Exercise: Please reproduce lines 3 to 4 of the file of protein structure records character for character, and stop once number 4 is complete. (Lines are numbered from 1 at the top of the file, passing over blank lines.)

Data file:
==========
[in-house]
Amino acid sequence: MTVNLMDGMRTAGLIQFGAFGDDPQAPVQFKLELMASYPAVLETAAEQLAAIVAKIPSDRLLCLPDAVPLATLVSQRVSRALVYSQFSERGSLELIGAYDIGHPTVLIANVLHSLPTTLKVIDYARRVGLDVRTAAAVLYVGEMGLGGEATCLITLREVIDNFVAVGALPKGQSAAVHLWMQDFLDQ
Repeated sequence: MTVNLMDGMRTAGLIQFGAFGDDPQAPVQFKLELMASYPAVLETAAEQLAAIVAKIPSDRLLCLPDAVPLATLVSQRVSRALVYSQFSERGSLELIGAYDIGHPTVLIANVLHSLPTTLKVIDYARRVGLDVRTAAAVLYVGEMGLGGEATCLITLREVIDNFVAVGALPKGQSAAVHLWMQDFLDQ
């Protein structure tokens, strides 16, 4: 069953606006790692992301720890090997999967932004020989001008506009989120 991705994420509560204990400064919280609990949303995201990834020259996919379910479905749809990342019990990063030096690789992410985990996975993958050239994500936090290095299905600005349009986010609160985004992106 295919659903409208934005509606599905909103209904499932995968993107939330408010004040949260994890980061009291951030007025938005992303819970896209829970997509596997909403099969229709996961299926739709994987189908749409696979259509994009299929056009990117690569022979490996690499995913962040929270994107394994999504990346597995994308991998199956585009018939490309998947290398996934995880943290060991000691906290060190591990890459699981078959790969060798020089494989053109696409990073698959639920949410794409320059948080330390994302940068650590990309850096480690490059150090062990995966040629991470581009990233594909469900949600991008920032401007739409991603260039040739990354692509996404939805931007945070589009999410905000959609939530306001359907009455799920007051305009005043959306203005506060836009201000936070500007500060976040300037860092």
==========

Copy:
Repeated sequence: MTVNLMDGMRTAGLIQFGAFGDDPQAPVQFKLELMASYPAVLETAAEQLAAIVAKIPSDRLLCLPDAVPLATLVSQRVSRALVYSQFSERGSLELIGAYDIGHPTVLIANVLHSLPTTLKVIDYARRVGLDVRTAAAVLYVGEMGLGGEATCLITLREVIDNFVAVGALPKGQSAAVHLWMQDFLDQ
């Protein structure tokens, strides 16, 4: 069953606006790692992301720890090997999967932004020989001008506009989120 991705994420509560204990400064919280609990949303995201990834020259996919379910479905749809990342019990990063030096690789992410985990996975993958050239994500936090290095299905600005349009986010609160985004992106 295919659903409208934005509606599905909103209904499932995968993107939330408010004040949260994890980061009291951030007025938005992303819970896209829970997509596997909403099969229709996961299926739709994987189908749409696979259509994009299929056009990117690569022979490996690499995913962040929270994107394994999504990346597995994308991998199956585009018939490309998947290398996934995880943290060991000691906290060190591990890459699981078959790969060798020089494989053109696409990073698959639920949410794409320059948080330390994302940068650590990309850096480690490059150090062990995966040629991470581009990233594909469900949600991008920032401007739409991603260039040739990354692509996404939805931007945070589009999410905000959609939530306001359907009455799920007051305009005043959306203005506060836009201000936070500007500060976040300037860092």